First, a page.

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Six actions that help you mitigate reputation risk

Through transparency readiness, you develop a holistic way to communicate tax strategies and the broader role your enterprise plays in global, national and local economies.

Those that can quickly and clearly explain their tax transactions and strategies — to executives, to their employees and to external stakeholders such as legislators, regulators, shareholders, customers and the media — are better positioned to manage reputation risks.

For companies that choose to be proactive, we think there are six distinct actions to consider when forming a reputation risk strategy that centers on developing a more holistic and transparent way of thinking and communicating about your company’s tax strategies and the broader role your enterprise plays in global, national and local economies.

1. Actively monitor the changing landscape

Tax function leaders should regularly monitor the level of public interest in their company’s tax profile. This includes closely monitoring media coverage of their company and tracking social media channels that previously may not have been of interest to the tax function. This often requires closer collaboration with communications and PR functions within the enterprise.

Companies should also closely monitor legislative and regulatory developments in the transparency and disclosure area to understand the likelihood of new and increased tax disclosure requirements. While many new requirements are already being demanded of companies, more are likely to follow.

2. Assess readiness (and desire) to respond

The assessment of a company’s readiness to respond to a reputation risk threat can be measured by the ability to answer the following questions:

  • Does the company have complete visibility of its tax structures and taxes paid in each jurisdiction in which it operates?
  • Are the taxes paid in all jurisdictions in line with business results?
  • Does the company have complete visibility of all disputes or litigation in each jurisdiction?

3. Enhance communication with internal and external stakeholders

Communicating effectively about the company’s total tax picture, tax policies and overall tax profile is the next critical step.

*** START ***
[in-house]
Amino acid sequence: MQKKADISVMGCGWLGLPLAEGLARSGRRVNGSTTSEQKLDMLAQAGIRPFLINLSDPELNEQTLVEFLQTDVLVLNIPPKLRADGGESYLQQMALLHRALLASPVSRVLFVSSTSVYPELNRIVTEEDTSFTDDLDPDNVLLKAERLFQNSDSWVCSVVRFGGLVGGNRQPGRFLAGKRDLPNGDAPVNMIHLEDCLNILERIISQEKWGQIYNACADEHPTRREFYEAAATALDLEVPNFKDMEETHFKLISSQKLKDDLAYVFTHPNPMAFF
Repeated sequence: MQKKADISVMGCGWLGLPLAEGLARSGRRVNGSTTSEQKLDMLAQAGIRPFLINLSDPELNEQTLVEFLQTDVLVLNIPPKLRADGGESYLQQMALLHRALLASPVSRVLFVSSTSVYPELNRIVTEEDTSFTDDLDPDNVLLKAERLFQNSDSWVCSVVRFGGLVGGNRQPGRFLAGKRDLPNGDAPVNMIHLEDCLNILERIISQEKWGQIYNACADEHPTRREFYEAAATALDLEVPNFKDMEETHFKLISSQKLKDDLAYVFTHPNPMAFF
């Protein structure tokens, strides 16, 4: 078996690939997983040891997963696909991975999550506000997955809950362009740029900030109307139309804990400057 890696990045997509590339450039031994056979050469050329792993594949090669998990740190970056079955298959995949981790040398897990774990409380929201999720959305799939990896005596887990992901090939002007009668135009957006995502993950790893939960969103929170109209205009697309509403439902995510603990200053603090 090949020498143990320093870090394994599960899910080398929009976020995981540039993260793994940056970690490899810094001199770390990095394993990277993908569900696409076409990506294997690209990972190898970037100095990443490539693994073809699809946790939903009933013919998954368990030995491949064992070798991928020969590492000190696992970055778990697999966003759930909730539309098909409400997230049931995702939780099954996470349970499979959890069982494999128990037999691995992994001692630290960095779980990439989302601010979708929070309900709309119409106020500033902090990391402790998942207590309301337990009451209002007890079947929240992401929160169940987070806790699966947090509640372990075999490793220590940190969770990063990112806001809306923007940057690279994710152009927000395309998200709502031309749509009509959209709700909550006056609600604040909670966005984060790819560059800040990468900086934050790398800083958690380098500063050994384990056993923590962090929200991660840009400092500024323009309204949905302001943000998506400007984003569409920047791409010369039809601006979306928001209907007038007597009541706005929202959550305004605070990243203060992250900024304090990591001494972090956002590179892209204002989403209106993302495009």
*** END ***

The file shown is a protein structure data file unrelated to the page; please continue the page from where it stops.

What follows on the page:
Internally, the tax function should validate the desired approach to the C-suite and other oversight functions, including the audit committee, risk officers, general counsel, public affairs and boards of directors. This is part of the tax director’s growing responsibility to take a more proactive role in general business strategy. The goal should be to secure agreement on the potential impact of reputation risk at the management level and to develop a common, strategic view of issues related to tax transparency.

Informing company leadership about tax reputation risk concerns will help them appropriately rank tax among other risk factors and help embed sensitivity around tax-related reputation risk in other business activities such as mergers or acquisitions. Because critics and the news media now look for a tax angle in nearly everything a company does, companies need to anticipate those inquiries and be prepared to respond.

Companies should also establish and sustain a dialogue between their tax and corporate communications functions. This is important both to familiarize public relations representatives with the details of material tax items before they are disclosed in public filings, and also to engage effectively with investors and the company’s own personnel.

This broad-based dialogue should answer four questions:

  • On an ongoing basis, are there sensitive tax items that are being disclosed in public filings?
  • Does the company want to proactively publish or reactively respond to any criticism?
  • Does the company want to publish information on tax policies but not any deeper tax data? Will doing so create or mitigate reputation risk?